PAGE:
Tue, 01 Nov 2022 00:00:00 GMThttp://hdl.handle.net/10985/228812022-11-01T00:00:00ZELMAY, WafaPELTIER, LaurentGABRION, X.KUBLER, RégisPIOTROWSKI, BorisLAHEURTE, PascalBERVEILLER, SophieThe present work deals with the study of the damping capacity of b-metastable Ti–(24–26) Nb alloys. In this work, several methods have been used to characterize this damping. The impact tests were carried out using two test benches: high-speed impacts were carried out using a vertical ﬁring pressure gun and low-velocity impacts were studied with a bullet drop test. In addition, an original approach of a dynamic mechanical analysis (DMA) is proposed in order to obtain more in-depth understanding of the relationship between microstructure, deformation mechanisms, and damping capacity. The specimens are studied at different microstructure states: single β, dual-phase β + α″, and martensitic phase. A correlation is established between the evolution of the damping factor as function of the applied strain and the occurrence of the corresponding deformation mechanisms. The stress-in-duced martensite mechanism contributes to the improvement of the damping factor.The highest damping capacity is observed for the dual-phase specimen (β + α″). It is shown that the contribution of both the reorientation martensite variants and stress-induced martensitic transformation lead to a damping capacity higher than a single deformation mechanism one.MODELISATION DES CONTRAINTES RESIDUELLES
http://hdl.handle.net/10985/18004
MODELISATION DES CONTRAINTES RESIDUELLES
KUBLER, Régis
Dans cette partie de cours, nous présentons la modélisation des contraintes résiduelles à partir d’une déformation libre de contraintes (« Eigenstrain »). Pour rendre la déformation totale compatible, cette « eigenstrain » est accommodée par une déformation élastique. A partir des équations de la mécanique des milieux continus (comportement, équilibre, compatibilités, conditions aux limites de la structure), nous regardons comment générer un profil de contraintes résiduelles dans une structure. Différentes approches de simulation des contraintes résiduelles sont présentées. Ces simulations peuvent être un point de départ d’autres simulations devant tenir compte des contraintes résiduelles initiales. Nous présentons aussi des travaux et méthodes pour descendre les échelles jusqu’à l’échelle de la microstructure.
Wed, 01 Jan 2020 00:00:00 GMThttp://hdl.handle.net/10985/180042020-01-01T00:00:00ZKUBLER, RégisDans cette partie de cours, nous présentons la modélisation des contraintes résiduelles à partir d’une déformation libre de contraintes (« Eigenstrain »). Pour rendre la déformation totale compatible, cette « eigenstrain » est accommodée par une déformation élastique. A partir des équations de la mécanique des milieux continus (comportement, équilibre, compatibilités, conditions aux limites de la structure), nous regardons comment générer un profil de contraintes résiduelles dans une structure. Différentes approches de simulation des contraintes résiduelles sont présentées. Ces simulations peuvent être un point de départ d’autres simulations devant tenir compte des contraintes résiduelles initiales. Nous présentons aussi des travaux et méthodes pour descendre les échelles jusqu’à l’échelle de la microstructure.Resolution of the Wicksell's equation by Minimum Distance Estimation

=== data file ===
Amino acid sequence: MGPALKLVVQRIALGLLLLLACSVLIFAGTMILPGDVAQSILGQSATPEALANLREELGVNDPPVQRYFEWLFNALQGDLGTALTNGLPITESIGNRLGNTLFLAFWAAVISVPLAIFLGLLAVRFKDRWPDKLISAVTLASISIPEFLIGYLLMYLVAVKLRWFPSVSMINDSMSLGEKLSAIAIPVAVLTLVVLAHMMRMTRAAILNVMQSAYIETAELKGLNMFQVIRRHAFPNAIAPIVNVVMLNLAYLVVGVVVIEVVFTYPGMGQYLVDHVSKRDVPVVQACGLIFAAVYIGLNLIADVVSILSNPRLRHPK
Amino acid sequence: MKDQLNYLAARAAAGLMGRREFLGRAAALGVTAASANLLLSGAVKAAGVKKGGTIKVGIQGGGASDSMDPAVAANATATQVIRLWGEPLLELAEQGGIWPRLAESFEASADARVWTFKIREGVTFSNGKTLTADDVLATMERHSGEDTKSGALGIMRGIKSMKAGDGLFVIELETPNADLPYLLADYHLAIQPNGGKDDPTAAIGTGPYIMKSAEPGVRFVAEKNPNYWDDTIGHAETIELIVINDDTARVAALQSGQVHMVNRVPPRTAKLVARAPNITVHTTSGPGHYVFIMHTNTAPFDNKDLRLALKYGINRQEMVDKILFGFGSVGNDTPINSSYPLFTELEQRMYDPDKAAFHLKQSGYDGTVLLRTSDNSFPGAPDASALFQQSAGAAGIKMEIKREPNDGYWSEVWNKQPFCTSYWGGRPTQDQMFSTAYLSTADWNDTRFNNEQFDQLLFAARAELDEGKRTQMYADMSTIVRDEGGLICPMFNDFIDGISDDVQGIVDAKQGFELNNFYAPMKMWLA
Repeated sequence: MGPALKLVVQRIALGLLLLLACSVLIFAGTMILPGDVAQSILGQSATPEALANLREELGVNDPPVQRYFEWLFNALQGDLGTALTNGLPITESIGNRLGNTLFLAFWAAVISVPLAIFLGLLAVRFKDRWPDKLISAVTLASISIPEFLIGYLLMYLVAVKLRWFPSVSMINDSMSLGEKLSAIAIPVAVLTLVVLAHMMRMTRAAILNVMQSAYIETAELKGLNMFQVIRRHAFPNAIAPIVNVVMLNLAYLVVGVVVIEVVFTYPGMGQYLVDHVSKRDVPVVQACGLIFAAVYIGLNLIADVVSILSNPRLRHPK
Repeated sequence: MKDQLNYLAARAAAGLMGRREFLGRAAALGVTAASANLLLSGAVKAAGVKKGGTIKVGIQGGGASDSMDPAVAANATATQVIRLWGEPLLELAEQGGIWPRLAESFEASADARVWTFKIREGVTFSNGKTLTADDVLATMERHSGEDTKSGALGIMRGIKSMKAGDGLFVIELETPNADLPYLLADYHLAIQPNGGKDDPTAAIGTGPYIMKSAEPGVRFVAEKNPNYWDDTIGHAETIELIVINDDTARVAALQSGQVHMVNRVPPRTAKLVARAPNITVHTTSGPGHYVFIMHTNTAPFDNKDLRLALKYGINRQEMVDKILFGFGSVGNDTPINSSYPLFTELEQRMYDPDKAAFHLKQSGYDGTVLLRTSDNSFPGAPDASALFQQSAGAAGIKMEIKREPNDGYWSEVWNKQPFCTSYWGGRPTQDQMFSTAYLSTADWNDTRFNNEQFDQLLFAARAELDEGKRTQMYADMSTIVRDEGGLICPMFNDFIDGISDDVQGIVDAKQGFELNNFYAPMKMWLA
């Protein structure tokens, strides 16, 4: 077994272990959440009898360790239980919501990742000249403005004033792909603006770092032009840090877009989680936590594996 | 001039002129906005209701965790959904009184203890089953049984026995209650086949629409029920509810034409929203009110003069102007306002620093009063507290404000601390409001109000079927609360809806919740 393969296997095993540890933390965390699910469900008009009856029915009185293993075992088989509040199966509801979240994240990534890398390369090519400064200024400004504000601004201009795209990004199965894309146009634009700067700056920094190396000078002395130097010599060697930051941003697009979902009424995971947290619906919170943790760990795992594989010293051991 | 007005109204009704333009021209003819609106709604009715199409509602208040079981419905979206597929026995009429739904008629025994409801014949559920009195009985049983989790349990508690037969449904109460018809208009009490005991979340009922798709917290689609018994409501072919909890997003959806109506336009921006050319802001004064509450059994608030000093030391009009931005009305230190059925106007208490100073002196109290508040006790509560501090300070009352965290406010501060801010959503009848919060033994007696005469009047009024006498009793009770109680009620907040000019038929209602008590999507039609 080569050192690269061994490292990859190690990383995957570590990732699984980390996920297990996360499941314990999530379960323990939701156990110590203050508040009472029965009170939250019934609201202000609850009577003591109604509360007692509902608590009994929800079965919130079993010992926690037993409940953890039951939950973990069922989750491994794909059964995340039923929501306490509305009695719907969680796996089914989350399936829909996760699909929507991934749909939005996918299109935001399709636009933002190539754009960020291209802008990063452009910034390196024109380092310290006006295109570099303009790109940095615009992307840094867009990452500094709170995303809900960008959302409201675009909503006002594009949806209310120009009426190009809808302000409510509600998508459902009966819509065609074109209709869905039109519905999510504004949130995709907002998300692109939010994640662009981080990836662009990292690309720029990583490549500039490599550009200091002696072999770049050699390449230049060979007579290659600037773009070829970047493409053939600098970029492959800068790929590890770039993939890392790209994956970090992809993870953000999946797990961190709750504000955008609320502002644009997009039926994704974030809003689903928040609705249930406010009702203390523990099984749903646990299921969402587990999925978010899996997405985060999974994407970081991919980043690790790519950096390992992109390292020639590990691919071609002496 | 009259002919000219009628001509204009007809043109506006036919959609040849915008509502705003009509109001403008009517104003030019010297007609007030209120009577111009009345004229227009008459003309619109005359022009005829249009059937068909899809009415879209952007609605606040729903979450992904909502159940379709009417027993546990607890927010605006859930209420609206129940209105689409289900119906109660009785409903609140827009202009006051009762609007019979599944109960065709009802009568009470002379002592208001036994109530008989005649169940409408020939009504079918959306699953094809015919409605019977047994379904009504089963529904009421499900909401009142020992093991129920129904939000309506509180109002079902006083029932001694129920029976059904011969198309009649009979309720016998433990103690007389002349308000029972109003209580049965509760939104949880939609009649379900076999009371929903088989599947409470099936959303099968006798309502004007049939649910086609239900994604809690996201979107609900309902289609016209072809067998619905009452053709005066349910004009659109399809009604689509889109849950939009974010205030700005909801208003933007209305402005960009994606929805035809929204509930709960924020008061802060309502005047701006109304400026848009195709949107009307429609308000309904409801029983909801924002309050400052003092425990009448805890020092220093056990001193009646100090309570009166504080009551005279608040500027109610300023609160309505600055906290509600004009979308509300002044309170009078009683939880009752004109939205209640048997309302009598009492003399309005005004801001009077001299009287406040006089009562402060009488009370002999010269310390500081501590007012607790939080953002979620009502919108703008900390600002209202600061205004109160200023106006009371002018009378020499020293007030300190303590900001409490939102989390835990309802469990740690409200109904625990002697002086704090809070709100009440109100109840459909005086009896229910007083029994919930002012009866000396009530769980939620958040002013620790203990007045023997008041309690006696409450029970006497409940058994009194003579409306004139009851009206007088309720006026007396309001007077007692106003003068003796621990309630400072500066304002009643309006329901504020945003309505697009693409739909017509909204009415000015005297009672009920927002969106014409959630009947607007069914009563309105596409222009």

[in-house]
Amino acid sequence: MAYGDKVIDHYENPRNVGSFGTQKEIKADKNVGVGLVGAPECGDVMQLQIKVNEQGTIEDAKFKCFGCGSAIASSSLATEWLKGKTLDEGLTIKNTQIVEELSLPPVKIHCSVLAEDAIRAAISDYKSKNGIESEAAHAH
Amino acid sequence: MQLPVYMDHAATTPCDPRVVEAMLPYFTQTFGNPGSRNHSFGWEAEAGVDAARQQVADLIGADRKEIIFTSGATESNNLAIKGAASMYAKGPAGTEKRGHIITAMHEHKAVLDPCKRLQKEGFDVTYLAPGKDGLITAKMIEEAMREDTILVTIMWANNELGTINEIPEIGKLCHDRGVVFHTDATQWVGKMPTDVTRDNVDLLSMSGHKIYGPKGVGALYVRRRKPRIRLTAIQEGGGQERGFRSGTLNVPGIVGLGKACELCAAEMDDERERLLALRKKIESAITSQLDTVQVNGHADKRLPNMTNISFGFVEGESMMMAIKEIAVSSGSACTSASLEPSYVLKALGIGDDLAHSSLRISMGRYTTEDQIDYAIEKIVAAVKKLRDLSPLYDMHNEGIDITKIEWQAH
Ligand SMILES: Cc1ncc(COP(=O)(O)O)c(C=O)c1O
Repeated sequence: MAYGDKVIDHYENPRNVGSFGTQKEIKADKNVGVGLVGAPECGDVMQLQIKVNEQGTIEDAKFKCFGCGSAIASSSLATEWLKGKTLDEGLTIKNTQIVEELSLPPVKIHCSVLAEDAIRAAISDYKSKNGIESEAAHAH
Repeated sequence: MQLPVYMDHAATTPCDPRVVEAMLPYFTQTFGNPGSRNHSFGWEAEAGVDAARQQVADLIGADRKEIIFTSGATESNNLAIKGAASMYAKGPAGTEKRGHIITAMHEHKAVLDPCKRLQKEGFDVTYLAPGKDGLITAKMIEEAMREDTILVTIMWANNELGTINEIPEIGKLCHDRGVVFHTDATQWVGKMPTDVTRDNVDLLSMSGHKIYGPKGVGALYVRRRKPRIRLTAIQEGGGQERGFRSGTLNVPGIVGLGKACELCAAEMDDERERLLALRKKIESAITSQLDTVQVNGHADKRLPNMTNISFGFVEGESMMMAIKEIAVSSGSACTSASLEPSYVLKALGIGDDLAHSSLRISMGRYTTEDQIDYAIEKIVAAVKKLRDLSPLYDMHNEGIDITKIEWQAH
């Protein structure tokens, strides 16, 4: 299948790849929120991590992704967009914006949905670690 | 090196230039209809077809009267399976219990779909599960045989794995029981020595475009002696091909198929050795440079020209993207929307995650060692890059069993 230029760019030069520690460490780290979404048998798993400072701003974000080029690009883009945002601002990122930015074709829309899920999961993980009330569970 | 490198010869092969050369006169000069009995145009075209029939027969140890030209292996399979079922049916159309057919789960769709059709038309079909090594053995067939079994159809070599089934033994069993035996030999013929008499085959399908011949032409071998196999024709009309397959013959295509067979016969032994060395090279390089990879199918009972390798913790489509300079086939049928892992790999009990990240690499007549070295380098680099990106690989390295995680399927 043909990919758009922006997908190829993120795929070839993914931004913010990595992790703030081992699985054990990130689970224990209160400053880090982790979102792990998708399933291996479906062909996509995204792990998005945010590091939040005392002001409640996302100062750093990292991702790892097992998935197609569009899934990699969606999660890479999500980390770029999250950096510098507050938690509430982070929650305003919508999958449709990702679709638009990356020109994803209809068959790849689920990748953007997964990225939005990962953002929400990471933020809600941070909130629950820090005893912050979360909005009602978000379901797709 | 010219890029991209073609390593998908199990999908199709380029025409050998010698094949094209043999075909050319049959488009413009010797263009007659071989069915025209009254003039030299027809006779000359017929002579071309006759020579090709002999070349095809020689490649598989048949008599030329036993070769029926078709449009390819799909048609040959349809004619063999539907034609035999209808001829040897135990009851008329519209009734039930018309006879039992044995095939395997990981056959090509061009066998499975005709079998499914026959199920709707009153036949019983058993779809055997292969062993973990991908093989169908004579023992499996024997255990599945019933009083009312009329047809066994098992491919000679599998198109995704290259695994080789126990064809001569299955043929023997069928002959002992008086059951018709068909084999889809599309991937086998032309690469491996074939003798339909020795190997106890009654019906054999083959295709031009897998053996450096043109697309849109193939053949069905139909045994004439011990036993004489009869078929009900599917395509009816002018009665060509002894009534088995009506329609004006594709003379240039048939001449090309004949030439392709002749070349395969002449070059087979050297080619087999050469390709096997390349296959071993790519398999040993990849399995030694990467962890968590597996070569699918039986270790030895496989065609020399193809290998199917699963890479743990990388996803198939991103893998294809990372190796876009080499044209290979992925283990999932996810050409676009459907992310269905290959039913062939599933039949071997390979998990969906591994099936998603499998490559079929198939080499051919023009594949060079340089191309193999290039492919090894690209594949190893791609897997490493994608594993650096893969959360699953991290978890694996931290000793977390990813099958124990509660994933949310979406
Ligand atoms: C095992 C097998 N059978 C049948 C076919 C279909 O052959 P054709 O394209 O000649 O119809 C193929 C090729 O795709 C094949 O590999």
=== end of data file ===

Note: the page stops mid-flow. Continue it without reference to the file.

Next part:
http://hdl.handle.net/10985/17597
Resolution of the Wicksell's equation by Minimum Distance Estimation
DEPRIESTER, Dorian; KUBLER, Régis
The estimation of the grain size in granular materials is usually performed by 2Dobservations. Unfolding the grain size distribution from apparent 2D sizes is commonly referred as the corpuscle problem. For spherical particles, the distribution of the apparent size can be related to that of the actual size thanks to the Wicksell’s equation. The Saltikov method, which is based on Wicksell’s equation, is the most widely used method for resolving corpuscle problems. This method is recursive and works on the finite histogram of the grain size. In this paper, we propose an algorithm based on a minimizing procedure to numerically solve the Wicksell’s equation, assuming a parametric model for the distribution (e.g. lognormal distribution). This algorithm is applied on real material and the results are compared to those found using Saltikov or Saltikov-basedstereology techniques. A criterion is proposed for choosing the number of bins in the Saltikov method. The accuracy of the proposed algorithm, depending on the sample size, is studied.
Tue, 01 Jan 2019 00:00:00 GMThttp://hdl.handle.net/10985/175972019-01-01T00:00:00ZDEPRIESTER, DorianKUBLER, RégisThe estimation of the grain size in granular materials is usually performed by 2Dobservations. Unfolding the grain size distribution from apparent 2D sizes is commonly referred as the corpuscle problem. For spherical particles, the distribution of the apparent size can be related to that of the actual size thanks to the Wicksell’s equation. The Saltikov method, which is based on Wicksell’s equation, is the most widely used method for resolving corpuscle problems. This method is recursive and works on the finite histogram of the grain size. In this paper, we propose an algorithm based on a minimizing procedure to numerically solve the Wicksell’s equation, assuming a parametric model for the distribution (e.g. lognormal distribution). This algorithm is applied on real material and the results are compared to those found using Saltikov or Saltikov-basedstereology techniques. A criterion is proposed for choosing the number of bins in the Saltikov method. The accuracy of the proposed algorithm, depending on the sample size, is studied.